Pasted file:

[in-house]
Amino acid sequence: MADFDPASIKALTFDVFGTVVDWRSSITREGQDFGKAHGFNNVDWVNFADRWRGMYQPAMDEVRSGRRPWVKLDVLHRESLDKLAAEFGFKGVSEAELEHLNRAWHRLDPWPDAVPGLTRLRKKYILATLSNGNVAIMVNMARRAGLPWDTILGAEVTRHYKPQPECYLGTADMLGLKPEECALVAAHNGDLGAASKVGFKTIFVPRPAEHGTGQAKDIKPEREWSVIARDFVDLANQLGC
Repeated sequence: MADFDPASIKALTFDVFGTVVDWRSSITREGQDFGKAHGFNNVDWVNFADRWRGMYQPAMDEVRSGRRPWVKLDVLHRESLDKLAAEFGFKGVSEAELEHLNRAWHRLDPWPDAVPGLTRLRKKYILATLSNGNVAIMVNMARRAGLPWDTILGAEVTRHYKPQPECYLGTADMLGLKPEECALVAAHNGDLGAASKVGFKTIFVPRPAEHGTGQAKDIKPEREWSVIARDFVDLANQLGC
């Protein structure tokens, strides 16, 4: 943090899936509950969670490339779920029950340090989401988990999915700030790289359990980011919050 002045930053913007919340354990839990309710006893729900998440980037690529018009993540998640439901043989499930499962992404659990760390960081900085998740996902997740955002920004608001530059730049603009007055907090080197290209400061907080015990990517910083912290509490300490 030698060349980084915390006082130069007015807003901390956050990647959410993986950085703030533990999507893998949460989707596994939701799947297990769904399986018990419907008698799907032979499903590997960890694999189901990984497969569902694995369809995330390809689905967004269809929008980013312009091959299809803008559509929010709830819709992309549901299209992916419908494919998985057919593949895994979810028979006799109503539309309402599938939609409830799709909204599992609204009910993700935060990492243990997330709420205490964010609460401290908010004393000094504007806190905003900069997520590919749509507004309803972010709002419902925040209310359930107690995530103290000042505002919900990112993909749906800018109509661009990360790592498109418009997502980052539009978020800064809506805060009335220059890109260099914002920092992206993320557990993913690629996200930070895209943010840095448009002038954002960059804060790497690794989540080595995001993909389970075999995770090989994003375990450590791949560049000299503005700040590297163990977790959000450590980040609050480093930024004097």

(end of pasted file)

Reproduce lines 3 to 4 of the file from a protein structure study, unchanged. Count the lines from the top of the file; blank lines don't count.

Repeated sequence: MADFDPASIKALTFDVFGTVVDWRSSITREGQDFGKAHGFNNVDWVNFADRWRGMYQPAMDEVRSGRRPWVKLDVLHRESLDKLAAEFGFKGVSEAELEHLNRAWHRLDPWPDAVPGLTRLRKKYILATLSNGNVAIMVNMARRAGLPWDTILGAEVTRHYKPQPECYLGTADMLGLKPEECALVAAHNGDLGAASKVGFKTIFVPRPAEHGTGQAKDIKPEREWSVIARDFVDLANQLGC
């Protein structure tokens, strides 16, 4: 943090899936509950969670490339779920029950340090989401988990999915700030790289359990980011919050 002045930053913007919340354990839990309710006893729900998440980037690529018009993540998640439901043989499930499962992404659990760390960081900085998740996902997740955002920004608001530059730049603009007055907090080197290209400061907080015990990517910083912290509490300490 030698060349980084915390006082130069007015807003901390956050990647959410993986950085703030533990999507893998949460989707596994939701799947297990769904399986018990419907008698799907032979499903590997960890694999189901990984497969569902694995369809995330390809689905967004269809929008980013312009091959299809803008559509929010709830819709992309549901299209992916419908494919998985057919593949895994979810028979006799109503539309309402599938939609409830799709909204599992609204009910993700935060990492243990997330709420205490964010609460401290908010004393000094504007806190905003900069997520590919749509507004309803972010709002419902925040209310359930107690995530103290000042505002919900990112993909749906800018109509661009990360790592498109418009997502980052539009978020800064809506805060009335220059890109260099914002920092992206993320557990993913690629996200930070895209943010840095448009002038954002960059804060790497690794989540080595995001993909389970075999995770090989994003375990450590791949560049000299503005700040590297163990977790959000450590980040609050480093930024004097």